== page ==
- Structural changes: While the package may have prevented the exit of Vi from the market, to embed competition within the sector, structural changes are necessary.
- The imminent 5G networks demand massive investment and sophistication of operations.
- 1] Level playing field: This will not be achieved unless the playing field is level across the relevant operators and honest incentives are provided to operators to embrace new technology.
- 2] Change the spectrum allocation method: There is no doubt that spectrum auctions have served India well in the past due to the acrimonious political economy associated with administrative spectrum assignment, including First Come First Serve (FCFS) method.
- The auction regime worked well when demand exceeded supply, but if there is an adequate quantity of spectrum for everyone, that constraint would not exist.
- Administrative assignments can thus be considered once again.
- 3] Administrative assignments: An administrative assignment will include the possibility that all spectrum can be assigned at reasonable prices and in the process, a grand bargain can be struck with telecom operators.
- 4] Assigning 5G spectrum for private enterprise business: TRAI and the Digital Communications Commission (DCC) are considering whether 5G spectrum should be assigned to companies like TCS, Amazon and Google, among others, for their private enterprise business.
- 5G spectrum assignment for enterprises would adversely affect the business model of telcos.
- But there will be enterprises that telcos could serve that are not large enough to purchase 5G spectrum.
- A grand bargain that allows enterprises to buy 5G spectrum while assigning spectrum to the existing telcos through the administrative route will also serve the revenue needs of the government.
- 5] Privatise public sector operator: This is an opportunity to also signal to the public sector operator that 5G business is outside the range of its capability set.
- Hence like Air India it needs to be privatised in the fullness of time.
- These are difficult decisions and will need much more political will than in 1994.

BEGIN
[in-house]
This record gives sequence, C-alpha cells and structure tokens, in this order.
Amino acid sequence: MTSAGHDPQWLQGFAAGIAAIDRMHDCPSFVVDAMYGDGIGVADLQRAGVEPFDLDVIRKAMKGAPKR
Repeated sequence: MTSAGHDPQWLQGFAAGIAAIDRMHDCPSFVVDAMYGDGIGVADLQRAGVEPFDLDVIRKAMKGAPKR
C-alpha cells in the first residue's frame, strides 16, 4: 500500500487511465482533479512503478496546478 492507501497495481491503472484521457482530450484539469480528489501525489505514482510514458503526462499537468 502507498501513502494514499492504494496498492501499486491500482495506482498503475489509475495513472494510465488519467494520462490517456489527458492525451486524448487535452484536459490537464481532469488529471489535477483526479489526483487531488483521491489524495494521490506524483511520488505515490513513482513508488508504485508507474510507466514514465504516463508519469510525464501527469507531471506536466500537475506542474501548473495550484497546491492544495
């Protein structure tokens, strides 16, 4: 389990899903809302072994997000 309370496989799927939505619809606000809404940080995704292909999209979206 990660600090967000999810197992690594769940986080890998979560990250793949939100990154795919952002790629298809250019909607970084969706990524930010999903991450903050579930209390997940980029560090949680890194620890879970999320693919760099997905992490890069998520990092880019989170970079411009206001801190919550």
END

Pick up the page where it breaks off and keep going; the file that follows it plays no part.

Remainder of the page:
Consider the question “Why a competitive telecom market is a prerequisite for achieving India’s digital dream and why an eminent duopoly in the sector stands to threaten that dream? Suggest way forward.”
It would be tragic if India’s telecom-access market was to be reduced to only two competing operators, as we have a long way to go. What we need is structural changes in the sectors as well as the way the sector is regulated.
Back2Basics: Spectrum usage charges
- Companies had to pay 3-5 per cent of their adjusted gross revenue (AGR) as spectrum usage charge to the department of telecom.
- If they share spectrum with another operator, operators must pay an additional 0.5 per cent of AGR for that band as SUC.
- However, in September 2021, the Department of Telecommunications (DoT) decided to remove the floor rate of 3% of the adjusted gross revenue (AGR) for operators to pay their spectrum usage charge (SUC).
- The removal of the clause fixing a floor rate of 3% was done to give effect to the recently announced telecom relief package.
- Though the telecom package talks of scrapping SUC only on spectrum acquired in future auctions like that of 5G, if the 3% floor is abolished, as and when operators acquire more spectrum in future auctions, their SUC will become zero on the entire holding.
- This is because of a complex weighted average formula to calculate the SUC of operators who have a mix of administratively allocated spectrum and acquired through auctions.